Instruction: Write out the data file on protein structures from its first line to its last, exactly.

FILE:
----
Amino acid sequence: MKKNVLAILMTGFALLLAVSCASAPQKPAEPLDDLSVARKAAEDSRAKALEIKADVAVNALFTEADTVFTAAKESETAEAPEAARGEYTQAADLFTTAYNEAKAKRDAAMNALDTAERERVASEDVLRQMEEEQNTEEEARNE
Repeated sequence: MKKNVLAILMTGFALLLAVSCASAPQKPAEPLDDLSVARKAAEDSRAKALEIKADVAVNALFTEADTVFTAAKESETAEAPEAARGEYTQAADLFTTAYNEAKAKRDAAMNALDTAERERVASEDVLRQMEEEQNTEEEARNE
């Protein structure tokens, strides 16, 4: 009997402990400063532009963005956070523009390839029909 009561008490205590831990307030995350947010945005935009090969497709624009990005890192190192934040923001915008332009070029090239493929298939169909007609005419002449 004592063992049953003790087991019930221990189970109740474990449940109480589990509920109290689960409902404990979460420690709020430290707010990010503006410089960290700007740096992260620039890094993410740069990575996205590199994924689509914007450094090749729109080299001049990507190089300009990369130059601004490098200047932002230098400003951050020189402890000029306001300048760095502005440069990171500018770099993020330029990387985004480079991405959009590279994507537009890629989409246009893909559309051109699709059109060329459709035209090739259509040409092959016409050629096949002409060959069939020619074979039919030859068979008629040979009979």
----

Amino acid sequence: MKKNVLAILMTGFALLLAVSCASAPQKPAEPLDDLSVARKAAEDSRAKALEIKADVAVNALFTEADTVFTAAKESETAEAPEAARGEYTQAADLFTTAYNEAKAKRDAAMNALDTAERERVASEDVLRQMEEEQNTEEEARNE
Repeated sequence: MKKNVLAILMTGFALLLAVSCASAPQKPAEPLDDLSVARKAAEDSRAKALEIKADVAVNALFTEADTVFTAAKESETAEAPEAARGEYTQAADLFTTAYNEAKAKRDAAMNALDTAERERVASEDVLRQMEEEQNTEEEARNE
């Protein structure tokens, strides 16, 4: 009997402990400063532009963005956070523009390839029909 009561008490205590831990307030995350947010945005935009090969497709624009990005890192190192934040923001915008332009070029090239493929298939169909007609005419002449 004592063992049953003790087991019930221990189970109740474990449940109480589990509920109290689960409902404990979460420690709020430290707010990010503006410089960290700007740096992260620039890094993410740069990575996205590199994924689509914007450094090749729109080299001049990507190089300009990369130059601004490098200047932002230098400003951050020189402890000029306001300048760095502005440069990171500018770099993020330029990387985004480079991405959009590279994507537009890629989409246009893909559309051109699709059109060329459709035209090739259509040409092959016409050629096949002409060959069939020619074979039919030859068979008629040979009979």